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How to protect your business against ransomware attacks?

In our last blog, we explored the costly rise of cybercrime and ransomware attacks, and how governments are responding to rising pressure with new laws and regulations.  

As the legislation around cybersecurity tightens, the potential cost of ransomware attacks becomes bigger for businesses, as they may now face fines on top of the intrinsic implications of breaches. 

So, how can you avoid the worst-case scenario and protect yourself from ransomware attacks in the first place? While cybercriminals are becoming more and more sophisticated, there are many practical actions that businesses can take to improve their resilience. 

In this blog, we explore some of the most effective ways that businesses can protect themselves against damaging and costly ransomware attacks. 

1. Keep your software up to date 

Cybercriminals often exploit vulnerabilities in unpatched systems and software to attack their victims.  Ensuring effective patch management within your estate is crucial for minimising the risk of falling victim to a ransomware attack.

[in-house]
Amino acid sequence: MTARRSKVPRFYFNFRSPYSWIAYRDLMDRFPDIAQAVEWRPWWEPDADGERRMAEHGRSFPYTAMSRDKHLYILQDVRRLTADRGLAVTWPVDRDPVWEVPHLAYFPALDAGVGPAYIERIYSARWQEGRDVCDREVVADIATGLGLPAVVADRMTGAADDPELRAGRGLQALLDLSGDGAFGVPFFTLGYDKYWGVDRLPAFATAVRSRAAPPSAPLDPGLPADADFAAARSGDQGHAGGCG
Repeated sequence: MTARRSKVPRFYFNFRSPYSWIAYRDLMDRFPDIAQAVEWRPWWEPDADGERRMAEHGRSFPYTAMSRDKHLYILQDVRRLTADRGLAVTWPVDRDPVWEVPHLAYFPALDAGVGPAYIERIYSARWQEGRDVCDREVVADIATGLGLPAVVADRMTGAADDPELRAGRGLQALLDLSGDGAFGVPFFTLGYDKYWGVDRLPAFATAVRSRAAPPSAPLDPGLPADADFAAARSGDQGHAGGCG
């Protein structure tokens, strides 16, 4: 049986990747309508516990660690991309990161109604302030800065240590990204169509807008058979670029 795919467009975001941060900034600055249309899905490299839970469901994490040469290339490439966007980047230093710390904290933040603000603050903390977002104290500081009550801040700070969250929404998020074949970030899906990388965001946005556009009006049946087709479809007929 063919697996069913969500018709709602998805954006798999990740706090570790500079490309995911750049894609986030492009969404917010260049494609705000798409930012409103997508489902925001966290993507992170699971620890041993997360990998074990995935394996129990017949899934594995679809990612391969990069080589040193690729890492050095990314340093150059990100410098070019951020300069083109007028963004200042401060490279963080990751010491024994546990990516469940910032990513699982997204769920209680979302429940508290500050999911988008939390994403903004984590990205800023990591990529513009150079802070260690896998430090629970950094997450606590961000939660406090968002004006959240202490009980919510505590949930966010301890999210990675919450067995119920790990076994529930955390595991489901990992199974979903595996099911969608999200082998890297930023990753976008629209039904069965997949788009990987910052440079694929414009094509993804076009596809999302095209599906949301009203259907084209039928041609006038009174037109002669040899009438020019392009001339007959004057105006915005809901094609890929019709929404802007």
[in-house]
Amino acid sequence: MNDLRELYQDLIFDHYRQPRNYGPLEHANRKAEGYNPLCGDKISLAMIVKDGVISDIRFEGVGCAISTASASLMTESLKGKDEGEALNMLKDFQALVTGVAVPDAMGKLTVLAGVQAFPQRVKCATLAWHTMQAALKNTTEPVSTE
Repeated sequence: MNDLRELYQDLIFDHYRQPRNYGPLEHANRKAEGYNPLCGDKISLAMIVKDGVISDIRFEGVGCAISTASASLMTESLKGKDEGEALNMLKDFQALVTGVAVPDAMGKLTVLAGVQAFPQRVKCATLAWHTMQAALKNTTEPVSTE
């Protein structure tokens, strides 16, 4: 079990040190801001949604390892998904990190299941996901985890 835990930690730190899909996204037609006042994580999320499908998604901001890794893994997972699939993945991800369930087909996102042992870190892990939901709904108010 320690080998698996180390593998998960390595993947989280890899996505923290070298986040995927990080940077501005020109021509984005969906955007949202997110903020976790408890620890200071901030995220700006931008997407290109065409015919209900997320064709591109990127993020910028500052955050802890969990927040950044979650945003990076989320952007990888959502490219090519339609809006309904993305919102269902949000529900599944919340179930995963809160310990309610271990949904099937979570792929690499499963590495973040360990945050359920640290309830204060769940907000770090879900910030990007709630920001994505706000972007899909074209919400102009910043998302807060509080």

Previous experiences such as the global epidemic of the WannaCry attack in 2017 affecting around 230,000 computers globally, highlighted to many companies that they had neglected this area. In a nutshell, the attackers exploited a vulnerability which had already been addressed in an update, but many users who hadn’t, or weren’t able to, update their systems were left exposed.  

Many are guilty of occasionally delaying a software update, but staying on top of these updates is one of the simplest and most effective ways of strengthening your business’s cybersecurity and reducing the risk of ransomware attacks. 

2. Backup your data regularly 

Taking regular data backups should be an essential part of any cyber strategy. In the case that cyber criminals should make it past your business’s preventative measures, having backups in place will significantly improve the recovery process. In some attacks, cybercriminals bank on the victim’s desperation to pay the ransom to get their data back, so taking regular backups is crucial.